Q. Is there such a thing as Christian apostasy? Or these people have never been true Christians? Can one have justification and glorification without sanctification?

A. Yes there is. Depending on which version you use, the word “apostasy” appears several times in the Bible. I use the NASB myself:
Jer 8:5 “Why then has this people, Jerusalem, Turned away in continual apostasy? They hold fast to deceit, They refuse to return.
• Hos 14:4 I will heal their apostasy, I will love them freely, For My anger has turned away from them.
• 2 Thes 2:3 Let no one in any way deceive you, for it will not come unless the apostasy comes first, and the man of lawlessness is revealed, the son of destruction,

The ESV has it in:
Jer 2:19 Your evil will chastise you, and your apostasy will reprove you. Know and see that it is evil and bitter for you to forsake the LORD your God; the fear of me is not in you, declares the Lord GOD of hosts.
in addition to Hos 14:4.

In the OT the noun “apostasy” translates the Hebrew word meshuwbah, which appears 12 times in 12 verses, including Jer 2:19, 8:5 and Hos 14:4 cited above. Literally it means “turning away, turning back, backsliding“.

“Apostasy” also translates the Greek noun apostasia, which means “a falling away, defection“. It appears twice in the NT, in 2 Thes 2:3, as well as in Acts 21:21, where the it is translated “forsake”.

The verb apostacize has a synonym aphistemi which occurs 20 times in 14 verses. Those translated “fall away” include:
Lk 8:13 Those on the rocky soil are those who, when they hear, receive the word with joy; and these have no firm root; they believe for a while, and in time of temptation fall away.
• 1 Tim 4:1 But the Spirit explicitly says that in later times some will fall away from the faith, paying attention to deceitful spirits and doctrines of demons,
• Heb 3:12 Take care, brethren, that there not be in any one of you an evil, unbelieving heart that falls away from the living God.

You can easily see from the English versions that apostasy means turning or falling away, forsaking. Are apostates genuine Christians, or are they those who are close to but have never been truly born-again? On the one hand, Arminian theology which do not subscribe to eternal security believes these folks to be true Christians who have lost their salvation. They feel to turn away implies you must have believed in the first place. On the other hand, Reformed theology which subscribes to perseverance of faith, or Dispensation theology which subscribes to “once saved always saved (OSAS)” believe these folks to be counterfeit Christians. They feel they have only tasted of the heavenly gift, but have never really committed themselves to it. Who is correct?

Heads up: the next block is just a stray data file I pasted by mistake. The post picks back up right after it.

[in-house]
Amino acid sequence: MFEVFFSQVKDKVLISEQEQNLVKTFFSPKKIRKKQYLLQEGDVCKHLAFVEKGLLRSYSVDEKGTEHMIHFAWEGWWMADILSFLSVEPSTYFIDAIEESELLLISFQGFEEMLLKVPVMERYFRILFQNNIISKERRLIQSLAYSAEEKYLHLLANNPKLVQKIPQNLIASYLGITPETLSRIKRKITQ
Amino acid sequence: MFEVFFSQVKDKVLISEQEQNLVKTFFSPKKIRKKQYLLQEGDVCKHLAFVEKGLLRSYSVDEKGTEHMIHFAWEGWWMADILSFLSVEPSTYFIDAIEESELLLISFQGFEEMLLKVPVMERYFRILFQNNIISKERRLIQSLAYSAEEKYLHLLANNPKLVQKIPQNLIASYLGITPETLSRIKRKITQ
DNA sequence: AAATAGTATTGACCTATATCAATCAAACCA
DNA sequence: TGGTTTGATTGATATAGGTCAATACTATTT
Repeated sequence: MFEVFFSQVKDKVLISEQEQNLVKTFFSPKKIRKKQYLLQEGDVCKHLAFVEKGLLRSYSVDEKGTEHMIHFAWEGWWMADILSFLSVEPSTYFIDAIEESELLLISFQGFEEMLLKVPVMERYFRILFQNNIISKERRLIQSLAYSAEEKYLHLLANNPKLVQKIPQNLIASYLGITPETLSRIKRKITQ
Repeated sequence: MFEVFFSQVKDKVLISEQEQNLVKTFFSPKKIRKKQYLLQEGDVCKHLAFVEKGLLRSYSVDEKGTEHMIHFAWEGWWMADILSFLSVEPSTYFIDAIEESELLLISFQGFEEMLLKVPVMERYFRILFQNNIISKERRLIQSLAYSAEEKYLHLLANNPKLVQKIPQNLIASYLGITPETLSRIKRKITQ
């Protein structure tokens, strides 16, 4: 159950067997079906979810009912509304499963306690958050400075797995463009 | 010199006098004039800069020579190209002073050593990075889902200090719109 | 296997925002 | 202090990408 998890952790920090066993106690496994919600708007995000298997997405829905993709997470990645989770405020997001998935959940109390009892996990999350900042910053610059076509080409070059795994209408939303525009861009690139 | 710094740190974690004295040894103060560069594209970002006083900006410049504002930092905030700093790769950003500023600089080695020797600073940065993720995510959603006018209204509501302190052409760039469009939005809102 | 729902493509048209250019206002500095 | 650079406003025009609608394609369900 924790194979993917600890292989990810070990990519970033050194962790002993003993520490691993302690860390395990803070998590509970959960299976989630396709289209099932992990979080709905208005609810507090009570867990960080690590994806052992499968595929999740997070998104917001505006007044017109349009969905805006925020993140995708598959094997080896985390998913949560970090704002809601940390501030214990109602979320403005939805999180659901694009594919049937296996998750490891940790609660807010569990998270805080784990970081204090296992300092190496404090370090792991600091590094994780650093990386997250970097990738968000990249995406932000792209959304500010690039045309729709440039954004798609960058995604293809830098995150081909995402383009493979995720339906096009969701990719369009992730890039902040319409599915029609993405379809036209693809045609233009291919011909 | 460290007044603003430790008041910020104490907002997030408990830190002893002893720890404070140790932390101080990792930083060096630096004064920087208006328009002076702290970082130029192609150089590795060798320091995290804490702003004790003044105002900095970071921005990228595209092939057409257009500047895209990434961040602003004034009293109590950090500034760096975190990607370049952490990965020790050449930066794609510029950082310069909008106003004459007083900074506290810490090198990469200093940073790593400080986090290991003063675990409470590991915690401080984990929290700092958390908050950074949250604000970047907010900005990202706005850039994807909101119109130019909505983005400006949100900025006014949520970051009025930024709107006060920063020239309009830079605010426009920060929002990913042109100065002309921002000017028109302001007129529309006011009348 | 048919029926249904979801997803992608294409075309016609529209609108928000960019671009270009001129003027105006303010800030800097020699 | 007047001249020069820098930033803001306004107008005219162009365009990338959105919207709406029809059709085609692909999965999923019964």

(To be continued)

“Silence” Reflections (2 of 2)

Or was it the voice of Satan?

Or was it the voice of Satan?

(Continued from yesterday)

More importantly, what does the Bible say? A few verses come to mind:

Mt 10:32-33 Therefore everyone who confesses Me before men, I will also confess him before My Father who is in heaven. But whoever denies Me before men, I will also deny him before My Father who is in heaven.
• Mt 26:34 Jesus said to him, “Truly I say to you that this very night, before a rooster crows, you will deny Me three times.” (See also Mt 26:75; Mk 14:30, 72; Lk 22:61; Jn 13:38)
• Heb 6:6 and then have fallen away, it is impossible to renew them again to repentance, since they again crucify to themselves the Son of God and put Him to open shame.
• Heb 10:29 How much severer punishment do you think he will deserve who has trampled under foot the Son of God, and has regarded as unclean the blood of the covenant by which he was sanctified, and has insulted the Spirit of grace?

The Lord Himself said He will deny whoever denies Him. Judas betrayed Jesus and was not forgiven; Peter denied Christ three times and yet was restored. For both to be true, there must be a point when a person denies Christ under duress, but not premeditatedly and maliciously, and had not gone to the stage where he tramples under foot the Son of God, beyond which it is impossible to renew him again to repentance. So can someone who had renounced Christ be forgiven and saved? Apparently yes, provided they are truly repentant and have not crossed the line of no return. Only God knows the condition of the heart, and whether that person had crossed that line by pushing away the out-stretched arms of Christ to pull him back.

With respect to the second question, we need to look beyond the immediate suffering to the broader consequences. Why did the inquisitor want the priest to apostate so much? For at least 2 reasons:
• Effect on the congregation – Mt 26:31 I WILL STRIKE DOWN THE SHEPHERD, AND THE SHEEP OF THE FLOCK SHALL BE SCATTERED. (Also Mk 14:27)
• Effect on the apostate – Mt 18:6 but whoever causes one of these little ones who believe in Me to stumble, it would be better for him to have a heavy millstone hung around his neck, and to be drowned in the depth of the sea. (Also Mk 9:42; Lk 17:2)

The objective of the inquisitor, and Satan behind him, is to destroy the infant church by cutting its roots. If the priest apostatized, he will bring down not only himself, but many Christians with him. The devil would have killed two birds with one stone. At the very least, they would lose their crown of life:
Rev 2:10 Do not fear what you are about to suffer. Behold, the devil is about to cast some of you into prison, so that you will be tested, and you will have tribulation for ten days. Be faithful until death, and I will give you the crown of life.

To be tortured for one’s faith is a terrible thing, but throughout church history countless have experienced mockings, scourgings, chains and imprisonment. They were stoned, they were sawn in two, they were tempted, they were put to death with the sword; they went about being destitute, afflicted, and ill-treated, but gained approval from God through their faith (Heb 11:36-37). Satan can kill the body but is unable to kill the soul, unless they apostatized and God destroys both soul and body in hell (Mt 10:28). So if I were the priest I would choose for their and my sake to persevere. I just pray that God will strengthen us to endure to the end.